Priory Hall developer has bankruptcy extended by five years

Thomas McFeely failed to disclose assets including his interests in 12 flats in Dublin

Priory Hall developer Thomas McFeely who has had  his period of bankruptcy extended by five years. Photograph: Collins

Priory Hall developer Thomas McFeely who has had his period of bankruptcy extended by five years. Photograph: Collins


The High Court has extended the bankruptcy of Priory Hall developer Thomas McFeely by almost five years over “very grave” failures to co-operate with the bankruptcy trustee, including failures to disclose his interest in 12 apartments in Dublin.

Five years is the maximum period by which a bankruptcy may be extended but Ms Justice Caroline Costello said Mr McFeely’s conduct warranted an extension of almost that period.

She reduced the five year period by some two months to take into account Mr McFeely’s age of 67.

The effect is that Mr McFeely, whose bankruptcy was set to expire in July 2015, will now exit bankruptcy in May 2020.

He was adjudicated bankrupt here in July 2012, with substantial debts including €200 million owed to Nama.

He was previously adjudicated bankrupt in England and Wales but that was rescinded after a woman owed €100,000 by companies of Mr McFeely brought proceedings here.

Mr McFeelly, who was not in court on Wednesday, had opposed as disproportionate and oppressive the extension sought by Chris Lehane, the official assignee administering the bankruptcy.

The judge upheld arguments by Bernard Dunleavy SC, for Mr Lehane, the extent of non-co-operation justified the bankruptcy being extended.

The non-cooperation and failure to disclose assets was on the “very grave” and “extreme end of the spectrum” and the extension should reflect that fact, the judge said.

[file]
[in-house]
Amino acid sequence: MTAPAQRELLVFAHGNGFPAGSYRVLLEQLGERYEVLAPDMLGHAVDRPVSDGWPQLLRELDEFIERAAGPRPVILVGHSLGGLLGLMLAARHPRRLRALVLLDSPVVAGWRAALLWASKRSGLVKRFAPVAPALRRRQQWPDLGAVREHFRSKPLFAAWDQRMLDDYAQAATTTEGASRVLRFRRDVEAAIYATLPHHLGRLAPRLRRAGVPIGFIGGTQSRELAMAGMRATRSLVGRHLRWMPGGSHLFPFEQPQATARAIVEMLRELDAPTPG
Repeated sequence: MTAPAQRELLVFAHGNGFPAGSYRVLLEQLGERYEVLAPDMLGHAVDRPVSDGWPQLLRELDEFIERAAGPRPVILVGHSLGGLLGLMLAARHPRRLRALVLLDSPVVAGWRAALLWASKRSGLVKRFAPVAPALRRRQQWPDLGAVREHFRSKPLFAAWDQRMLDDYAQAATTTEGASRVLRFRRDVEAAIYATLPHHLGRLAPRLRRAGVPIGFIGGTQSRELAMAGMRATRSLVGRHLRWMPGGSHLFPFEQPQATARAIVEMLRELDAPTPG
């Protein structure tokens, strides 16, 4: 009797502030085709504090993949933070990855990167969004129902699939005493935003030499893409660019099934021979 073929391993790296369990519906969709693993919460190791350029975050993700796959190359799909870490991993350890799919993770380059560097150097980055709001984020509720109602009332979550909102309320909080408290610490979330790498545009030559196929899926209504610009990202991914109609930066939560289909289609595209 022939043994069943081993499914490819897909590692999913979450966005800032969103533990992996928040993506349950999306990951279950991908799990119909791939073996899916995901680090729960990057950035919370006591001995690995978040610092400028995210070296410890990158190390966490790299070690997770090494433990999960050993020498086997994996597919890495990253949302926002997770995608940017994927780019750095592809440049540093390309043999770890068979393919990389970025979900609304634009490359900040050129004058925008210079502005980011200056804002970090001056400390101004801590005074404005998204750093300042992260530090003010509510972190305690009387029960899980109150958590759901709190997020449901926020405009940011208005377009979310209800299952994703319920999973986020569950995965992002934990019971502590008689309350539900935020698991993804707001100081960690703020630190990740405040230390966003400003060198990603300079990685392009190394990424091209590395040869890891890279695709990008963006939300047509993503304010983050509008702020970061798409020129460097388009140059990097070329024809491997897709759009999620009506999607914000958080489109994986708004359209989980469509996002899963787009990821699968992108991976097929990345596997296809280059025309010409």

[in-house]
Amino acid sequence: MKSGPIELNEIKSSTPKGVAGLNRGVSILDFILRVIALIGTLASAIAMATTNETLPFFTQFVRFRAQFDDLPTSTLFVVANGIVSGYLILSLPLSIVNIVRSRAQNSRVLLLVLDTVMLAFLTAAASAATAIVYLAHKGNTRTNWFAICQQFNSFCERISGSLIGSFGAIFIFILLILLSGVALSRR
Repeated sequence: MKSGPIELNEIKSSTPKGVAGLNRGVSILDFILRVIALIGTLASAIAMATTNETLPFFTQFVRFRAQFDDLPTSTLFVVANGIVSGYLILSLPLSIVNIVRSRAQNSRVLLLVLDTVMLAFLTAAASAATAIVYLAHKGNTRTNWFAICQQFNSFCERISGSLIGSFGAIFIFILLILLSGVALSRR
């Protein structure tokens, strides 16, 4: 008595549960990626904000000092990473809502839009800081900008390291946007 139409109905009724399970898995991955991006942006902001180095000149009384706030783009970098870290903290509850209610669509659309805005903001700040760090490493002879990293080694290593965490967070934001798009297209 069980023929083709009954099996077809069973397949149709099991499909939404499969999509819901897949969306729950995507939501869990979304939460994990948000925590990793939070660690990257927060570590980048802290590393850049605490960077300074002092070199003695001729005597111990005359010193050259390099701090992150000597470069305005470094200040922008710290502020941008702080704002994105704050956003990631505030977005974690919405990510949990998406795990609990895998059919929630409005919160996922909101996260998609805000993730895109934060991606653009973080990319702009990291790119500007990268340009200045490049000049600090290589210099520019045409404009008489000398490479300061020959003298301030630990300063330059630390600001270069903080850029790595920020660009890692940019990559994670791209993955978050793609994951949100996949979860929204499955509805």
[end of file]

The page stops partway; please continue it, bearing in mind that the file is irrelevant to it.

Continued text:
In reality, Mr McFeely has refused to co-operate in any meaningful way with his bankruptcy, she said.

Mr McFeely’s initial interview with Mr Lehane in August 2012 was, to Mr McFeely’s knowledge, “misleading”. He gave his address as his late parents’ home in Claudy, Derry, when he knew he never resided there and did not intend to.

He had also failed to disclose his interest in 12 properties.

He had also presented to Mr Lehane the statement of affairs which he had used for his English bankruptcy when he knew that was incomplete and continued thereafter to fail to co-operate with his bankruptcy.

He also sought to “dictate” to Mr Lehane where he would be interviewed, insisting Mr Lehane travel to Derry or pay him to travel to Dublin.

He also “unilaterally” decided that claims by third parties concerning his estate were valid and therefore his estate had no claim to certain properties. He also decided his 20 per cent interest in some properties “and quite possibly 100 per cent interest” was of nil commercial value although there was no charge on the relevant properties.

Were it not for the investigations of Mr Lehane, Mr McFeely’s creditors would be at a loss as a result of his persistent breach of his statutory obligations, the judge added.

In these proceedings, Mr McFeely had “flatly refused” to provide the address or addresses where he now lives, failed to provide a sworn statement of affairs and has provided a statement of affairs prepared in his English bankruptcy which he knows to be false.

He had “greatly hindered” Mr Lehane in the administration of his estate and the effect of his non-cooperation was to severely prejudice the realisation of his estate for the benefit of his creditors.

In the circumstances, the court would extend the bankruptcy to May 2020. While the court would allow a small reduction in the five year period to take into account Mr McFeely’s age, he was not entitled to any reduction to take into account the five months he was bankrupt in England, she held.

This was in circumstances where he had not explained the reason why that bankruptcy was annulled.